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Small Traders' Experiences with Light Vans.

30th November 1916
Page 12
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Page 12, 30th November 1916 — Small Traders' Experiences with Light Vans.
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Keywords : Tire, Ford Motor Company, Van

We have dealt, on this page, with the experiences of users of light vans in various trades, and have, so far, expressed the views of a butcher, a baker, a milkman, a tea merchant, and a fruiterer and greengrocer. The owners of the vans engaged in these trades have expressed complete and absolute satisfaction with the service obtained from the machines. In all cases they have found them cheaper and more economical to operate than other forms of transport. This week we are able to include the views of a food specialist and a small contractor.

Nut-Foods by Ford Van.

The Wallace.P.R. Foods Co., Ltd., of Hornsey, uses a Ford van in connection with its extensive business in London and the suburbs.

A member of this company, questioned as to the work of the machine, gave us the following in reply :— " The machine is chiefly used for executing orders from our agents in or near London. We do not carry out door-to-door delivery work at all, but supply our agents and the shopkeepers which stock our goods. Our deliveries are wholesale only. We do not directly cater for the retail trade ; we leave the shopowner to do that. Our chief reason for purchasing a light van was to enable us to deliver our products to these tradesmen more quickly. Our choice fell upon a. Ford, because we were given to understand that it possessed easily-understood mechanical features, that it was simple to manipulate and control, and, moreover, was economical to operate."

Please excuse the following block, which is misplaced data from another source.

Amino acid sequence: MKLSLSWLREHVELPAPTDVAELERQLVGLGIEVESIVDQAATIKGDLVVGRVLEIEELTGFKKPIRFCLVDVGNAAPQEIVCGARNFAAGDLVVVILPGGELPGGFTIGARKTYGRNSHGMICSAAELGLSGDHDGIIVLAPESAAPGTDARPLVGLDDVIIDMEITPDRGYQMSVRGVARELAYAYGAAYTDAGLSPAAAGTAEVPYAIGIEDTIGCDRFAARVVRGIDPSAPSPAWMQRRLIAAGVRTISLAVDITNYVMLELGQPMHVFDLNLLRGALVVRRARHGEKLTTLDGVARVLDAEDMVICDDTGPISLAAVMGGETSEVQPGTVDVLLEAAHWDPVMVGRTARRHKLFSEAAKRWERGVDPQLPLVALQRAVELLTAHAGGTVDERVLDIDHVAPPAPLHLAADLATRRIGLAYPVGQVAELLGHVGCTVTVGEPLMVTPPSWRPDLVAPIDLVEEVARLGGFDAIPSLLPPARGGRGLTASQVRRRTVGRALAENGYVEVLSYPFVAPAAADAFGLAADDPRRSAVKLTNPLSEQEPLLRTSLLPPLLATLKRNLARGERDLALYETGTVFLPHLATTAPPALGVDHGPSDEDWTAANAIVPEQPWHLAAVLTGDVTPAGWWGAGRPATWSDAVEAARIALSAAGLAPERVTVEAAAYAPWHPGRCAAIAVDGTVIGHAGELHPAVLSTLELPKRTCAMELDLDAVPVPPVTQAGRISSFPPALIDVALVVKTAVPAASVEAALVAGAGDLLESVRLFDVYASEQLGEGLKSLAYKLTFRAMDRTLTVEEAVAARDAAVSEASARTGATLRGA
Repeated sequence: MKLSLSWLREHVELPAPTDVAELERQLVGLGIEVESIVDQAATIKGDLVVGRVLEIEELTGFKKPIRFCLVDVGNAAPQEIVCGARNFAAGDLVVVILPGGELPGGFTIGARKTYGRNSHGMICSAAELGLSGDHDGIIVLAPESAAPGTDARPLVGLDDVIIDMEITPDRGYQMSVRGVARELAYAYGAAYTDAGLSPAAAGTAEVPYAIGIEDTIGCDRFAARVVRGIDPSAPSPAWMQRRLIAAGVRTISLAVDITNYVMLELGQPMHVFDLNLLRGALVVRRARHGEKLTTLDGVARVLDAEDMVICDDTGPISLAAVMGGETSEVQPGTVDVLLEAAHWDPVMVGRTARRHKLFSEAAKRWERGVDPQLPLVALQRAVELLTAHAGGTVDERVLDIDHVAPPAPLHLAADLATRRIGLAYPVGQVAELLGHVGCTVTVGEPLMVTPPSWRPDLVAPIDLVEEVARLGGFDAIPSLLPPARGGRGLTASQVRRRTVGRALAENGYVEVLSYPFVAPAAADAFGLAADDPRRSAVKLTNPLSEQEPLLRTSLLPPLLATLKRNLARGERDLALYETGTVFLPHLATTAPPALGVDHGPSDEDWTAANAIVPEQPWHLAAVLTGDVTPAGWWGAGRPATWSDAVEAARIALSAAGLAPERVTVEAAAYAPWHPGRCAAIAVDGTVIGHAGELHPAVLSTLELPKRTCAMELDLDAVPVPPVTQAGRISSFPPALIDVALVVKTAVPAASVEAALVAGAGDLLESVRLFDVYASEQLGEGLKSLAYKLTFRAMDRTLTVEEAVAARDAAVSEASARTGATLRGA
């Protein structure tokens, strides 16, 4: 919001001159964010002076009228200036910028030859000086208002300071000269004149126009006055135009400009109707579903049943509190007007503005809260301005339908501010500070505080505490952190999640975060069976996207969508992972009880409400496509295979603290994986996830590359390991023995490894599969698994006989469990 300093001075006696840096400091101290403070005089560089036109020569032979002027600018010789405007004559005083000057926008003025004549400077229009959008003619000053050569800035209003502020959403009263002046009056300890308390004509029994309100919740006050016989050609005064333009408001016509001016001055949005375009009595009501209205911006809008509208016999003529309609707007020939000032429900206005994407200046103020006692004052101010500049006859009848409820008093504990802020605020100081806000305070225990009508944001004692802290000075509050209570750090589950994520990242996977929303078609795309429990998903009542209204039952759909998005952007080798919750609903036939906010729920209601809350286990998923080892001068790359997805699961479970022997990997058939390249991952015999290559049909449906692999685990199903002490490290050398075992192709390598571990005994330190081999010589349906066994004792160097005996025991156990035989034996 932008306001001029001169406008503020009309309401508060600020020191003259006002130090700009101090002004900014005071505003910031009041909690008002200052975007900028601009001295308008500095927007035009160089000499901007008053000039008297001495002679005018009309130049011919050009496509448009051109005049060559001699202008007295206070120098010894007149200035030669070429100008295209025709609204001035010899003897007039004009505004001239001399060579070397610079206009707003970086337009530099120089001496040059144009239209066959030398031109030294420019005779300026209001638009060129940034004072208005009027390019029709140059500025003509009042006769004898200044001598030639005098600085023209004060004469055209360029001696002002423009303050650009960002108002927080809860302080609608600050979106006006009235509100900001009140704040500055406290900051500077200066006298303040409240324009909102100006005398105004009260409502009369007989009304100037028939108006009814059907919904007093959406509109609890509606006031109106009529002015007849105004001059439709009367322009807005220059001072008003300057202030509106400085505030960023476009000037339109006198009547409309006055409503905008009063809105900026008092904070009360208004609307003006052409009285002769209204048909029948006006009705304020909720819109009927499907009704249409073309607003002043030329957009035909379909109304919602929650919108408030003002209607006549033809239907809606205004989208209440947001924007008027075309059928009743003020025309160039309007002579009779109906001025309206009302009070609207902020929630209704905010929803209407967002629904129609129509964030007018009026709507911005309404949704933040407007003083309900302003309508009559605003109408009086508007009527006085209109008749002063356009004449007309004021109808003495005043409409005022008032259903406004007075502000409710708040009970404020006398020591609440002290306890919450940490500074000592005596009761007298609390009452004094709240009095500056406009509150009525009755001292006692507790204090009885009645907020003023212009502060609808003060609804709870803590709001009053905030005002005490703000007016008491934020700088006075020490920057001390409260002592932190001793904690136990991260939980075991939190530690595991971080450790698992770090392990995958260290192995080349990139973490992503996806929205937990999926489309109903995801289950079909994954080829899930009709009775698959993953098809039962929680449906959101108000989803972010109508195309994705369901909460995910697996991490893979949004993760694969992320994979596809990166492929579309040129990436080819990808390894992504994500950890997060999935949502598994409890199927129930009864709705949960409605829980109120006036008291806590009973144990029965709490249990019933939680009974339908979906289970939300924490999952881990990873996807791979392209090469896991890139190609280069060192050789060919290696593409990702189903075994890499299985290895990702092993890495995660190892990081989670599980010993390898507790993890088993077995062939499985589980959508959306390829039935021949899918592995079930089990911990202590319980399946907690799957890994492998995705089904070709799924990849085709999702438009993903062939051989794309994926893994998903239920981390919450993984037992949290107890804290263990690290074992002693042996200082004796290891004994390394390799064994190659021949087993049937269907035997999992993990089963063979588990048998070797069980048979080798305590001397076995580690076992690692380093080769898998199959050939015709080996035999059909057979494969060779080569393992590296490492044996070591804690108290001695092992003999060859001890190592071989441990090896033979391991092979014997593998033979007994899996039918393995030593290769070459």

"Have you found that these advantages have been proved in actual working conditions 1 " "Well, to an extent, yes. The Ford is simplicity itself ; but from the point of view of cost we find that it is dearer to operate than horses and costs more than by using the facilities afforded by the railway." "Do you attribute this dearer running cost to any special feature of your delivery system?" we inquired.

" Oh ! no. I do not think our work is out of the ordinary. It possesses no unusual features. The deliveries made are straight and simple. Mind you, I do not say that it costs considerably more to operate than the other delivery means I have mentioned, but our work has proved it to be a little more expensive."

"In what districts does the machine operate and what mileage does the van cover each day ? " "In London and the suburbs. We go out as far as Croydon and New Cross. About 50 miles is covered on five days of the week, whilst on Saturdays the mileage is proportionate to the hours of business. "Although we have our manufacturing depot in London, by far the greater portion of our business is done in the North of England. In this case all our goods are sent by the railway.

"Delay by this means e get very little. We so arrange matters that, even if the shopkeeper has to wait for delivery of his goods, he always has a certain stock in hand.'